Protein S deficiency may be expected in ≈1 of every 500 people 3.
The spectrum of severity varies in those with mild (heterozygous) protein S deficiency. About 50% of patients present with symptoms by 55 years old. Common presentations include DVT/PE, DIC (disseminated intravascular coagulation) and thrombi of the viscera 4.
Severe (homozygous) protein S deficiency usually presents in the puerperium with distinctive purpura fulminans (PF). Most individuals succumb during childhood unless treatment is instituted early 4.
Protein S, a vitamin K-dependent physiological anticoagulant, acts as a non-enzymatic cofactor to activate protein C in the degradation of factor Va and factor VIIIa. Decreased (antigen) levels or impaired function of protein S leads to decreased degradation of factor Va and factor VIIIa and therefore an increased propensity to venous thrombosis.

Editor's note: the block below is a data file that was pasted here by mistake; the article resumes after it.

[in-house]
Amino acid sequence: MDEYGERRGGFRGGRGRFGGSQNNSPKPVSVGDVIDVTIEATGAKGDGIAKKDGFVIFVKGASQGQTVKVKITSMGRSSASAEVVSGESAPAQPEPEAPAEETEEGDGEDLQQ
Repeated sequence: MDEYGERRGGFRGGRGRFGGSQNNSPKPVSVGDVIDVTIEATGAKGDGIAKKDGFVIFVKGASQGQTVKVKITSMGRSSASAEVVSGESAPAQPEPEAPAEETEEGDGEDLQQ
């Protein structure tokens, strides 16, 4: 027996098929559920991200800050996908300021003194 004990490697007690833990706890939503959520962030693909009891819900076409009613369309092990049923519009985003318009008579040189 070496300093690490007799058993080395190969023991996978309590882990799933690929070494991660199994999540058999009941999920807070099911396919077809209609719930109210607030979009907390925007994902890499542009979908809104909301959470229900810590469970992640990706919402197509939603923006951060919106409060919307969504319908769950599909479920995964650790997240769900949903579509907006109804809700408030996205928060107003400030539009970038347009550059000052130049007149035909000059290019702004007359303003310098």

Most cases are caused by mutations in the PROS1 gene.
- 1. D Cros, P C Comp, G Beltran, G Gum. Superior sagittal sinus thrombosis in a patient with protein S deficiency. Stroke. 21 (4): 633. doi:10.1161/01.STR.21.4.633 - Pubmed
- 2. Earls JP, McAdams HP, Colon E, Jelinek JS. Protein S deficiency: imaging findings. AJR. American journal of roentgenology. 161 (6): 1283-7. doi:10.2214/ajr.161.6.8249743 - Pubmed
- 3. Brea Lipe, Deborah L. Ornstein. Deficiencies of Natural Anticoagulants, Protein C, Protein S, and Antithrombin. Circulation. 124 (14): e365. doi:10.1161/CIRCULATIONAHA.111.044412 - Pubmed
- 4. Ashish Gupta, Aung M. Tun, Faiz Tuma. Protein S Deficiency. (2019) Pubmed